Low dose immunotherapy injections are usually taken at two month intervals initially. As the patient progresses, the interval between injections is gradually extended until they are taken at yearly intervals after several years. Some patients may even be able to stop treatment for extended periods of time without their allergy symptoms returning. Other patients have taken injections 1 to 4 times a year for up to 20 years. Most patients can either go a long time between injections or stop entirely after about 16 to 18 injections.{2} For severe food allergies, 6 to 12 doses or 1 to 2 years of treatment may be necessary before good results are achieved. However, the patient should notice some improvement within the first three doses.{3} If no improvement is noted, factors which may be interfering should be considered. The most common problem when low dose immunotherapy does not work is intestinal dysbiosis.{4} (For more about this problem, click here). Low dose immunotherapy helps 70-80% of the people treated, although some patients may go through a period of feeling worse before they feel better in the course of their treatment. About 60% of patients have a good response to the first injection.{5}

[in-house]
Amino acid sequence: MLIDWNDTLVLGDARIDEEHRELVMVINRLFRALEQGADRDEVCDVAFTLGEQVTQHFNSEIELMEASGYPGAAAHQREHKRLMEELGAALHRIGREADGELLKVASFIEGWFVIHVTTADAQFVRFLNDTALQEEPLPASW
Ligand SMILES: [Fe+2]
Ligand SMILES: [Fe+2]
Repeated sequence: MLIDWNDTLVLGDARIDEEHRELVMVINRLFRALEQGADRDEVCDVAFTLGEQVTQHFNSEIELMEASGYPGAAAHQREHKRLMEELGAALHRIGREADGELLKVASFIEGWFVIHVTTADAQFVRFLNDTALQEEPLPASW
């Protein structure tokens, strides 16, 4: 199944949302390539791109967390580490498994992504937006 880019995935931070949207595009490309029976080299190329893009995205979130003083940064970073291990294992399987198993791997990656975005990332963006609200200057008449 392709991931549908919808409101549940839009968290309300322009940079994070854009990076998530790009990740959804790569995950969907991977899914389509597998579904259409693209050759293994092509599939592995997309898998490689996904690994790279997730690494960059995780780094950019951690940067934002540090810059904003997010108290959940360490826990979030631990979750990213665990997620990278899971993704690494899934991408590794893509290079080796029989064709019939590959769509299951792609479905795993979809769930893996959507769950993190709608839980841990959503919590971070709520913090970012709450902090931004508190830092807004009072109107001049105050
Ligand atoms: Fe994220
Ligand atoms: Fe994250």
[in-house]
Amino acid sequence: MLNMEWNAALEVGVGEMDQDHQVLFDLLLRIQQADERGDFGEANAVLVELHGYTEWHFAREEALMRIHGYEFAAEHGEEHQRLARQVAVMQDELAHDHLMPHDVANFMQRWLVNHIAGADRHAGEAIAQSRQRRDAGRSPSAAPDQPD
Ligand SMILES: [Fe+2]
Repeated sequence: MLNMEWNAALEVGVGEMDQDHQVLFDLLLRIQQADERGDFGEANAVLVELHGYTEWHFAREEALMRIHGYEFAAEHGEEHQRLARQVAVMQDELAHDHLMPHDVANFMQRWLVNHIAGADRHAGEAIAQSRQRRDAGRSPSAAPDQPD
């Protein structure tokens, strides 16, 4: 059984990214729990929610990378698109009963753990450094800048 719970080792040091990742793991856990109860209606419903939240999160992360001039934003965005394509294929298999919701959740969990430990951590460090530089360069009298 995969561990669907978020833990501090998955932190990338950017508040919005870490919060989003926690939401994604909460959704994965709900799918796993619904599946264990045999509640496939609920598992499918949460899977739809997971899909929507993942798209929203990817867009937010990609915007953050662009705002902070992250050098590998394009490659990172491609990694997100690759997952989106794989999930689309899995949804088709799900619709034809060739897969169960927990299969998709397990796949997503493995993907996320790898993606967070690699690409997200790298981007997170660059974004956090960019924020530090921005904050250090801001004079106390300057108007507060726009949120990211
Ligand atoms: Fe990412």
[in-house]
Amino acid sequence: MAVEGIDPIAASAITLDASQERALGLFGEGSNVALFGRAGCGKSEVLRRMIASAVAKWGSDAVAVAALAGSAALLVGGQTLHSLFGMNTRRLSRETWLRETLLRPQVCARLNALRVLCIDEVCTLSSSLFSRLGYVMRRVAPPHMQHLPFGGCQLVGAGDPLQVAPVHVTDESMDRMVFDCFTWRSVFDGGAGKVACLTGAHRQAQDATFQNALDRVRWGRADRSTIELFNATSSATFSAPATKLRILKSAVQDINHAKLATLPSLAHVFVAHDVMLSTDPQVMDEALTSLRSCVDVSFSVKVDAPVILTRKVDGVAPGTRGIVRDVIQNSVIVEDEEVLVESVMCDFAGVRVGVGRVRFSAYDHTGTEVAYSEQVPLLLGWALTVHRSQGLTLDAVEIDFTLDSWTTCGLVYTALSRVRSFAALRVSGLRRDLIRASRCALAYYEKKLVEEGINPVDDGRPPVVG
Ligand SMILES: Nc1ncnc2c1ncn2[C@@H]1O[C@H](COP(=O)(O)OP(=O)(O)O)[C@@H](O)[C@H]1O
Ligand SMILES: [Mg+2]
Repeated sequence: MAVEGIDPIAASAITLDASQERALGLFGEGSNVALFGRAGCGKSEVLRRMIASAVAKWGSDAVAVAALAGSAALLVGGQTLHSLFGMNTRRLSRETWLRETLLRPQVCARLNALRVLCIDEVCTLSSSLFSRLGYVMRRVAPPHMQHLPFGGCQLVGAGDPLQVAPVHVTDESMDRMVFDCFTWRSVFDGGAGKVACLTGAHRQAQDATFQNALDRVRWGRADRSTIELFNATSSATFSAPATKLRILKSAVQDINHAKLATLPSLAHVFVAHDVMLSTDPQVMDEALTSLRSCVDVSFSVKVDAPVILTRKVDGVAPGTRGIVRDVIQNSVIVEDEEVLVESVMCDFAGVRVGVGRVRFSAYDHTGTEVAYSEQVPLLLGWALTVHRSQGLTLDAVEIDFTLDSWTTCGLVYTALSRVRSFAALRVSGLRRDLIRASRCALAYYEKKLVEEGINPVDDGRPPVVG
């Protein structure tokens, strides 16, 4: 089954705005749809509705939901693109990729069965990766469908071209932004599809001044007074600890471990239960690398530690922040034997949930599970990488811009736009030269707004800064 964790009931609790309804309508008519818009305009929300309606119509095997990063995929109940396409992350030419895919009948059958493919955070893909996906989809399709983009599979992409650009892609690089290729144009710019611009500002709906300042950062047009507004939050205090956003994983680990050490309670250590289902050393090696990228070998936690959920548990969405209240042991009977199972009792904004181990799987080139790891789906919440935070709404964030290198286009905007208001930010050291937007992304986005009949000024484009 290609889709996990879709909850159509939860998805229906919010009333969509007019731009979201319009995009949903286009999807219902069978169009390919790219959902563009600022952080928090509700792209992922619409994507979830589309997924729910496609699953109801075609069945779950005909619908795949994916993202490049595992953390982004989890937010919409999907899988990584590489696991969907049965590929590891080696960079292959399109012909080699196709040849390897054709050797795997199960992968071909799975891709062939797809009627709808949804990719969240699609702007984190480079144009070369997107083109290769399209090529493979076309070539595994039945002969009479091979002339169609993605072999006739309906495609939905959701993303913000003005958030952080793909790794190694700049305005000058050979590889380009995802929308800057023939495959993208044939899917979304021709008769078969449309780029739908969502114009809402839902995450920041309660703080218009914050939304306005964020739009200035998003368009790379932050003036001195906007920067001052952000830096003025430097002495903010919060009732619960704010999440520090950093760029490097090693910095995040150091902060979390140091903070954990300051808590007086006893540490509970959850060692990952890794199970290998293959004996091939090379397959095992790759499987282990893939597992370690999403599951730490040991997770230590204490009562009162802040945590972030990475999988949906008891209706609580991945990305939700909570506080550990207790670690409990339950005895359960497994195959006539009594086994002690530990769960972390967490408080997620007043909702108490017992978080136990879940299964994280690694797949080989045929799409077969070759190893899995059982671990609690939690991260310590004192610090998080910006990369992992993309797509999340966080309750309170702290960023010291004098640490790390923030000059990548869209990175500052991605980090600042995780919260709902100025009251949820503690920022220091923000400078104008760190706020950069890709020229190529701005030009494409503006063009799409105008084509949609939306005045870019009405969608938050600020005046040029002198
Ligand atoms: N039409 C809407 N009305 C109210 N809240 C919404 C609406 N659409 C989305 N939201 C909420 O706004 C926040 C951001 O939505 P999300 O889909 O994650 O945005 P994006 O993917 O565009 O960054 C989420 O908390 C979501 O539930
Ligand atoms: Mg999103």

If you elect to receive LDA treatment, your doctor should give you a copy of the Patient Instruction Booklet, commonly called the “pink book,” which explains all the “rules” about what must be avoided and done at the time of your injections. Because the low dose immunotherapy diet is quite limited and the organizational effort of preparing for your first shot may seem overwhelming, you may also wish to get a copy of The Low Dose Immunotherapy Handbook to help you.

In my opinion, low dose immunotherapy comes closer to a “cure” for food allergies than any other treatment, and for some people really is the cure. However, for those of us with severe food allergies and especially with dysbiosis, the road to health may not always be smooth and dysbiosis and other interfering factors may be challenging to correct. For more about my and my son’s experiences with low dose immunotherapy, click here.


1. Shrader, W. A. Jr., M.D. Enzyme Potentiated Desensitzation: American EPD Society Patient Instruction Booklet, American EPD Society, 141 Paseo de Peralta, Suite A, Santa Fe, MN 87501, 1997, p. 3.
2. Ibid, p. 2.
3. Ibid, p. 5.
4. Ibid, p. 7.
5. Ibid, p. 5-6.

The information on this page is abridged from
The Low Dose Immunotherapy Handbook
($9.95, eBook $6) © 2003 and
The Ultimate Food Allergy Cookbook and Survival Guide
($24.95, eBook $13) © 2007

For more information about these books, click on the book's title above.